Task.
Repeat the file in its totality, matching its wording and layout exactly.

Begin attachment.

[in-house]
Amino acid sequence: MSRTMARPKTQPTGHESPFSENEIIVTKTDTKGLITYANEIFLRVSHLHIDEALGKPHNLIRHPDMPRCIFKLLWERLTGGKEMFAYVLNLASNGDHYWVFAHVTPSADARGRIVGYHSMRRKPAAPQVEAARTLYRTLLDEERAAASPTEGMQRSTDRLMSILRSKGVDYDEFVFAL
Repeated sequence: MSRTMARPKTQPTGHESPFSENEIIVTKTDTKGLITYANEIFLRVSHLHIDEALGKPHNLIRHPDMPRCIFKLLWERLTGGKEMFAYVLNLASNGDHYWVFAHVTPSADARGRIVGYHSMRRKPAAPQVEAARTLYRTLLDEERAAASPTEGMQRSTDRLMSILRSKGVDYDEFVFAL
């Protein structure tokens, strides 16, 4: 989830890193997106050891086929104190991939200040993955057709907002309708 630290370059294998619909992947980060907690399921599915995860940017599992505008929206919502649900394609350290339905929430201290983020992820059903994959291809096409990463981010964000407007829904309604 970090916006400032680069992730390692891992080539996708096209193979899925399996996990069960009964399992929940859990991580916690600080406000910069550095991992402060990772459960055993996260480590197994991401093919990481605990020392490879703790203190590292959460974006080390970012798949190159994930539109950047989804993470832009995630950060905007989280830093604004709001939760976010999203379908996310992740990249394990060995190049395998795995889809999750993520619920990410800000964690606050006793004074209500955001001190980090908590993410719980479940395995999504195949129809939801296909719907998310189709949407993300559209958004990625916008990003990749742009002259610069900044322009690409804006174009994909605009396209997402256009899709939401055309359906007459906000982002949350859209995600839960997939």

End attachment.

[in-house]
Amino acid sequence: MSRTMARPKTQPTGHESPFSENEIIVTKTDTKGLITYANEIFLRVSHLHIDEALGKPHNLIRHPDMPRCIFKLLWERLTGGKEMFAYVLNLASNGDHYWVFAHVTPSADARGRIVGYHSMRRKPAAPQVEAARTLYRTLLDEERAAASPTEGMQRSTDRLMSILRSKGVDYDEFVFAL
Repeated sequence: MSRTMARPKTQPTGHESPFSENEIIVTKTDTKGLITYANEIFLRVSHLHIDEALGKPHNLIRHPDMPRCIFKLLWERLTGGKEMFAYVLNLASNGDHYWVFAHVTPSADARGRIVGYHSMRRKPAAPQVEAARTLYRTLLDEERAAASPTEGMQRSTDRLMSILRSKGVDYDEFVFAL
């Protein structure tokens, strides 16, 4: 989830890193997106050891086929104190991939200040993955057709907002309708 630290370059294998619909992947980060907690399921599915995860940017599992505008929206919502649900394609350290339905929430201290983020992820059903994959291809096409990463981010964000407007829904309604 970090916006400032680069992730390692891992080539996708096209193979899925399996996990069960009964399992929940859990991580916690600080406000910069550095991992402060990772459960055993996260480590197994991401093919990481605990020392490879703790203190590292959460974006080390970012798949190159994930539109950047989804993470832009995630950060905007989280830093604004709001939760976010999203379908996310992740990249394990060995190049395998795995889809999750993520619920990410800000964690606050006793004074209500955001001190980090908590993410719980479940395995999504195949129809939801296909719907998310189709949407993300559209958004990625916008990003990749742009002259610069900044322009690409804006174009994909605009396209997402256009899709939401055309359906007459906000982002949350859209995600839960997939």